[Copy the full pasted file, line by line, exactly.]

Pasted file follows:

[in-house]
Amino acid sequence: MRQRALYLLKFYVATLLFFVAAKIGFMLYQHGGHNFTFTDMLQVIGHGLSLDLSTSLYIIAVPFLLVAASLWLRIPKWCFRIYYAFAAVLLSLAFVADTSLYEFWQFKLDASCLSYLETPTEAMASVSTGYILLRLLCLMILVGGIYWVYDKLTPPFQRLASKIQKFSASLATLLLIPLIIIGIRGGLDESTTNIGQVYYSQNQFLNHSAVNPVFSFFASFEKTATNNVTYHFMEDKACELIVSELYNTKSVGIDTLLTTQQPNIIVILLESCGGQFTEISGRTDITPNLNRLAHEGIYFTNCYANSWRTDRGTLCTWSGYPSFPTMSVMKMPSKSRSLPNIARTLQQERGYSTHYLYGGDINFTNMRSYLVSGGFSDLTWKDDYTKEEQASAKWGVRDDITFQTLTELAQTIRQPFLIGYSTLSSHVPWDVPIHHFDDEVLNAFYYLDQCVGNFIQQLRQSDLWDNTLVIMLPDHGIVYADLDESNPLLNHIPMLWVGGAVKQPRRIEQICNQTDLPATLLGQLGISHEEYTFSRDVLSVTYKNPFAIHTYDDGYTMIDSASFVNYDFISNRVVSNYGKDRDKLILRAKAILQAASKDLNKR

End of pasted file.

[in-house]
Amino acid sequence: MRQRALYLLKFYVATLLFFVAAKIGFMLYQHGGHNFTFTDMLQVIGHGLSLDLSTSLYIIAVPFLLVAASLWLRIPKWCFRIYYAFAAVLLSLAFVADTSLYEFWQFKLDASCLSYLETPTEAMASVSTGYILLRLLCLMILVGGIYWVYDKLTPPFQRLASKIQKFSASLATLLLIPLIIIGIRGGLDESTTNIGQVYYSQNQFLNHSAVNPVFSFFASFEKTATNNVTYHFMEDKACELIVSELYNTKSVGIDTLLTTQQPNIIVILLESCGGQFTEISGRTDITPNLNRLAHEGIYFTNCYANSWRTDRGTLCTWSGYPSFPTMSVMKMPSKSRSLPNIARTLQQERGYSTHYLYGGDINFTNMRSYLVSGGFSDLTWKDDYTKEEQASAKWGVRDDITFQTLTELAQTIRQPFLIGYSTLSSHVPWDVPIHHFDDEVLNAFYYLDQCVGNFIQQLRQSDLWDNTLVIMLPDHGIVYADLDESNPLLNHIPMLWVGGAVKQPRRIEQICNQTDLPATLLGQLGISHEEYTFSRDVLSVTYKNPFAIHTYDDGYTMIDSASFVNYDFISNRVVSNYGKDRDKLILRAKAILQAASKDLNKR